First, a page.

A Boy Named Miserable

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The always popular “Starvation”. Sometimes the people here name the child after what they are feeling at the time.

At our stomping grounds, we have quite a variety of names, including Miserable, Loudness, and Happy Boy. The name of the most prominent man in our village is “Xidonkana”, meaning “little donkey.” The West has “A boy named Sue.” The Tsongas have “A man named Honey Bee.”

The names in my colleague’s neighboring village surpass us: Hitler, Kill Me, and Froggy.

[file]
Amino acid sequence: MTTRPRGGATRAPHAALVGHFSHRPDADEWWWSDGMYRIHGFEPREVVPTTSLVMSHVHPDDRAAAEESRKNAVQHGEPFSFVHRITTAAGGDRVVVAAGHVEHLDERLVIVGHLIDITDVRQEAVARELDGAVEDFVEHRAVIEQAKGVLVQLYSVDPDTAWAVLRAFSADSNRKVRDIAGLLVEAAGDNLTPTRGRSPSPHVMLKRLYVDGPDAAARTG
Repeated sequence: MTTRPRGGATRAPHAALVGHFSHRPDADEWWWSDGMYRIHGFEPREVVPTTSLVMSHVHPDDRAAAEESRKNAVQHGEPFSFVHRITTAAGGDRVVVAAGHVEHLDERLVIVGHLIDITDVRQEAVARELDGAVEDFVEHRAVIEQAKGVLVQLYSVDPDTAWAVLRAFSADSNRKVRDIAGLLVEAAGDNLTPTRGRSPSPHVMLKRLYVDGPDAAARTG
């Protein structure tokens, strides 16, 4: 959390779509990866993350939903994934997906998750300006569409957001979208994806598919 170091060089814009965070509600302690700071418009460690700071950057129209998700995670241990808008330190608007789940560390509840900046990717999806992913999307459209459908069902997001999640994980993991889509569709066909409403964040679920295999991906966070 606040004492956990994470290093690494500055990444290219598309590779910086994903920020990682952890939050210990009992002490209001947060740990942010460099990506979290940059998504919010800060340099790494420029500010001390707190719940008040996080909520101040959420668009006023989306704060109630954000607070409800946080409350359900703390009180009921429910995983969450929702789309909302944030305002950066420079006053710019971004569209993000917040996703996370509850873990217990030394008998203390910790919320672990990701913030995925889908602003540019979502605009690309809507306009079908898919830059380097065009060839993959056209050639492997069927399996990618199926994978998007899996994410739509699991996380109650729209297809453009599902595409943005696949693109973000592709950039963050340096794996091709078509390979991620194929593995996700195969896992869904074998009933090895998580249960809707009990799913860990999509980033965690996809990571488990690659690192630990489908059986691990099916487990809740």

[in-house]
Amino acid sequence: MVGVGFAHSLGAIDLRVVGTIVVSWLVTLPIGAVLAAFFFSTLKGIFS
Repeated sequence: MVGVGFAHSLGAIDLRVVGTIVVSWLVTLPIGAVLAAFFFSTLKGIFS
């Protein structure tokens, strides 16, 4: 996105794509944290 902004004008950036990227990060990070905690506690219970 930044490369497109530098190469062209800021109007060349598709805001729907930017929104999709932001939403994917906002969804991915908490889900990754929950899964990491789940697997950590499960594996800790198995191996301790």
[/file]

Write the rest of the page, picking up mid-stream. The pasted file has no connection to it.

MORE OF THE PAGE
But as Joseph Norwood points out in “A Boy Named Humiliation”, the Puritans had their own fondness for unconventional names, both strange (Ashes, Abuse-not, Dust), cruel (No-merit, Humiliation, Sorry-for-sin), and virtuous (Tenacious, Trinity and Verity). 

 

Norwood concludes:

Despite their eccentricities, the Puritans did leave us some beautifully resonant names. Names like Verity, Felicity, and Hope more than make up for the Humiliations, Die-wells, and Kill-sins. Kill-sin Pimple probably wouldn’t have agreed. But, to be fair, his first name was only half of his problem.

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